DIFFER FROM BUSINESS MEN
IN STYLE, NOT SKILL
For business women, this is a good time to be in the management ranks! Men and women managers today tend to describe their management skills and styles in terms that fit both their corporate culture (the boss’s style) and prevailing management jargon found in the latest business books.
Things Are Looking Up
For Women in Management!
Today’s jargon happens to be associated with consultative styles and high levels of interpersonal skills (incidentally, both associated with business women’s management styles) and is one reason these skills and styles are showing up in more and more successful companies. Might I hazard a guess that another reason they are more evident is because they work? John Naisbitt, who co-authored Reinventing the Corporation, believes that innovations such as flex-time, day-care and elder-care programs, parental leave and similar new policies are driving a “humanization” (notice I did not say “feminization”) of the workplace because most new jobs being created today are being filled by women.
This bodes well for business women!
The Age-Old Battle of the Sexes:
Who Makes a Better Manager?
In the trenches, reality is still playing catch-up to the new jargon. When both men and women are surveyed today, the successful managerial stereotype remains masculine – self-confident, dominating, competitive, decisive, aggressive and independent.
What surprises me is that while not all female managers any longer “sextype” the successful manager as male, no business men or business women identify the successful manager as using traditionally feminine traits and styles – consultative, conciliatory, partnership-oriented and collaborative - even though everyone agrees these are positive styles.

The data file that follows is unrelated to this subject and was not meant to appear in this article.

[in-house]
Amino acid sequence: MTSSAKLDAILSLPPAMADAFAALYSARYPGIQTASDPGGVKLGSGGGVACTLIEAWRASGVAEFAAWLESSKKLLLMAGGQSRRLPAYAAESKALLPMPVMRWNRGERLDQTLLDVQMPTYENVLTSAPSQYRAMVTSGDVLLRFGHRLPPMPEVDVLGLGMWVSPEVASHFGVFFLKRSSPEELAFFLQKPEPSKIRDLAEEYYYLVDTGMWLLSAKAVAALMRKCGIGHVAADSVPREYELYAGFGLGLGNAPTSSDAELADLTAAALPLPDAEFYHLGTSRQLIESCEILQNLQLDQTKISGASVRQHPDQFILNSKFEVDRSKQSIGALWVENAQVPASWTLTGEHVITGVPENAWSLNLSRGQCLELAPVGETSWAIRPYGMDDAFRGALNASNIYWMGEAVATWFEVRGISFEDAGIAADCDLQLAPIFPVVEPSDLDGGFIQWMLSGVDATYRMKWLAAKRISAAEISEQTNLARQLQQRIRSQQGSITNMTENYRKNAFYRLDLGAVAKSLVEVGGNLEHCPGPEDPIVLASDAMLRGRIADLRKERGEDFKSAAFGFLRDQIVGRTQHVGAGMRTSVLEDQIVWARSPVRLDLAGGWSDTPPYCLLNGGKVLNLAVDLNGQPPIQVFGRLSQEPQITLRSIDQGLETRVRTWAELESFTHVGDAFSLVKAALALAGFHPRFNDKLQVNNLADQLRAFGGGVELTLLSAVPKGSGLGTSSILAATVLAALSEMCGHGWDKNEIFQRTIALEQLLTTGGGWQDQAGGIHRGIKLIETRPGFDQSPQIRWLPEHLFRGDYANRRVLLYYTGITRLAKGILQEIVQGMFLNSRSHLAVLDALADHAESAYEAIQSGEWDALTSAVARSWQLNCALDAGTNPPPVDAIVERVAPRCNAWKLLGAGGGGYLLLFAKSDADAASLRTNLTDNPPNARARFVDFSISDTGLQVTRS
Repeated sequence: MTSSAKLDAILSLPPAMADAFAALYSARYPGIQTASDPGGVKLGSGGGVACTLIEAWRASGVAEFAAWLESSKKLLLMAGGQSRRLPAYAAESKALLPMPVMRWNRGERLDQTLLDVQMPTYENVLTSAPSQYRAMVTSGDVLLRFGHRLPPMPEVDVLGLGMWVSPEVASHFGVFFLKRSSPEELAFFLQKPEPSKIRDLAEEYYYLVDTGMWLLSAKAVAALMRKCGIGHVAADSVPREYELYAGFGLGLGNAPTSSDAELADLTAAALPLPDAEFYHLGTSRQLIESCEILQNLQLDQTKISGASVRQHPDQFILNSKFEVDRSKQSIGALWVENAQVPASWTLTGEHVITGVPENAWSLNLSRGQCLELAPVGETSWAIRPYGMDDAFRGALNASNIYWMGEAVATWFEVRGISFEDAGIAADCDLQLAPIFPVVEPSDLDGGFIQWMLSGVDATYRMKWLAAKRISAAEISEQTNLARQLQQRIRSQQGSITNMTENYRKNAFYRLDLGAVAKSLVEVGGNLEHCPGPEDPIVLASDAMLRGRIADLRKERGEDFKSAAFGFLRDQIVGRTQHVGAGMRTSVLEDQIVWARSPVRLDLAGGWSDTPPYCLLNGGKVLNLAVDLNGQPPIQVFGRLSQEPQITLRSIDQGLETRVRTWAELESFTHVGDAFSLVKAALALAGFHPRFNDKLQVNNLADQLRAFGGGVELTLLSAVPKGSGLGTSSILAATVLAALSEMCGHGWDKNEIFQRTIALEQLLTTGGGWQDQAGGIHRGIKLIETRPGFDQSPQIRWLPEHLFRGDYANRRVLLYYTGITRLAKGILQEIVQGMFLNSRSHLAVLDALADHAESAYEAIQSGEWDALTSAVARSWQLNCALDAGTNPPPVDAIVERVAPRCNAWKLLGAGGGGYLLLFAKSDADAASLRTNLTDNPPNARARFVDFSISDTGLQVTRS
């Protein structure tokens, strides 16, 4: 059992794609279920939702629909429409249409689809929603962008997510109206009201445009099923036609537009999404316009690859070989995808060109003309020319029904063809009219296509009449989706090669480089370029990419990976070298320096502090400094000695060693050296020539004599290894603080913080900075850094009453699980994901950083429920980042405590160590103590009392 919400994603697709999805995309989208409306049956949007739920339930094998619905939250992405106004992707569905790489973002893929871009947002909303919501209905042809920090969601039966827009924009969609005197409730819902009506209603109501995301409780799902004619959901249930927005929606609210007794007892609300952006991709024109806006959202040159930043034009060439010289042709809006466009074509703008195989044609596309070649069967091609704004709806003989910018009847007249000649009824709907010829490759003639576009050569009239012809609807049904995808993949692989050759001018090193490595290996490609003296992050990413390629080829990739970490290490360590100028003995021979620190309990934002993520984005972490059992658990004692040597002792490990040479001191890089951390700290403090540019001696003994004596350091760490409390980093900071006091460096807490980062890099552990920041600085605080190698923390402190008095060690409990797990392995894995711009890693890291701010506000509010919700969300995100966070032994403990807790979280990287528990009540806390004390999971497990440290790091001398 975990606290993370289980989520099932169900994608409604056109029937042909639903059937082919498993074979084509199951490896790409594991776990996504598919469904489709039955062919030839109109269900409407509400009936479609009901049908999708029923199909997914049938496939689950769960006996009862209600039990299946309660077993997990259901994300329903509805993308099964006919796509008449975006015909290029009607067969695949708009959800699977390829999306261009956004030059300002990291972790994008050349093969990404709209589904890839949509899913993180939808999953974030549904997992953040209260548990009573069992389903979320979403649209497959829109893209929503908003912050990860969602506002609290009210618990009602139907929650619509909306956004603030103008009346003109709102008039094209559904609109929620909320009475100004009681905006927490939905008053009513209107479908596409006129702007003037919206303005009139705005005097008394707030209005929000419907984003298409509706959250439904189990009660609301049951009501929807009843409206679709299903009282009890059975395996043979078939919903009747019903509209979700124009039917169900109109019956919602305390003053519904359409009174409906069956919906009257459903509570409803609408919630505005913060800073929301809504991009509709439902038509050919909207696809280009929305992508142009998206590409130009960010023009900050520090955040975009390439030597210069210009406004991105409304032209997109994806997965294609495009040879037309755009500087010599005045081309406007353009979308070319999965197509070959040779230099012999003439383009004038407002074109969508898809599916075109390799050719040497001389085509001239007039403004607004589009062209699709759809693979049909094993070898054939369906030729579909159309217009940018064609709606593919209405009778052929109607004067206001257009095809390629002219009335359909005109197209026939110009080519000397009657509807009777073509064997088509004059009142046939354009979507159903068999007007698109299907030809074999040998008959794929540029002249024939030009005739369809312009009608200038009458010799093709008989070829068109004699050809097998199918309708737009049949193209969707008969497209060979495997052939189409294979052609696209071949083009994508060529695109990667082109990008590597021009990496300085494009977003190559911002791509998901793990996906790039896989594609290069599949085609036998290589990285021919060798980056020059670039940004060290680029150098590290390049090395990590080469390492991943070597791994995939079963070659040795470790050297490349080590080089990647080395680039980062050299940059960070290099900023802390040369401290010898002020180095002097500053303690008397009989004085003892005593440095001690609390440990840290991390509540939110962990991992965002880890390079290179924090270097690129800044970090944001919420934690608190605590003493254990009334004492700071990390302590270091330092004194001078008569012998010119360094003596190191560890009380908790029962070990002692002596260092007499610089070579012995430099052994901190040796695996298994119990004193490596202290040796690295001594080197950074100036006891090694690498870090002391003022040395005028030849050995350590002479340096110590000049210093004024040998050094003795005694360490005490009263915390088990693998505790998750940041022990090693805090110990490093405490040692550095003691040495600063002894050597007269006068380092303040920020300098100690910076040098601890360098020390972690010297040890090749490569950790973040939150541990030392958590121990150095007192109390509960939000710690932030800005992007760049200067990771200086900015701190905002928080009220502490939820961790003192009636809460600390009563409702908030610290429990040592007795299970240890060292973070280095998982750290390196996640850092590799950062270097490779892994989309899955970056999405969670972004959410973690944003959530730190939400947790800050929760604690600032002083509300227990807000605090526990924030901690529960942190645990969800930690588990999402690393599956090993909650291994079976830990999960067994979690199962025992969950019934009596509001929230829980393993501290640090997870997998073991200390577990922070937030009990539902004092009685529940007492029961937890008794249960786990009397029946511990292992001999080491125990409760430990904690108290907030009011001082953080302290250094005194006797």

Results in Gender Stereotyping
for Women in Management
Business women use positions of authority to create a supportive, nurturing environment. Men use positions of authority to create a hierarchal environment in which they issue orders and expect obedience. (Webster defines a hierarchy as a body of people in authority or a grouping of people according to ability . . . or professional standing.)
As little girls, many women grew up to be obedient, to be a good friend, to keep diaries that expressed their deepest feelings, to take care of their dolls, and to help Mom, often with younger siblings. They saw little boys as monsters that teased them to the point of tears. When they complained to their mother or father, they were told “Just ignore him. He’ll grow out of it some day”, were patted on the head, and told to “run along”.
As little boys, many men grew up building forts and forming secret clubs for the exclusive benefit of themselves and their friends. This conditioning led them to see themselves in militaristic terms, part of a “good old boys network”, and they saw little girls as sissies, unable to compete and certainly not belonging in their well fortified “boys only” world. When their parents shrugged off their sometimes harmful antics with “oh well, boys will be boys”, they were given a green light to carry their behavior styles forward into adulthood.
Yet, while all this was going on, the girls were getting much better grades in school and becoming fast learners! So much for men’s skills being superior to women’s!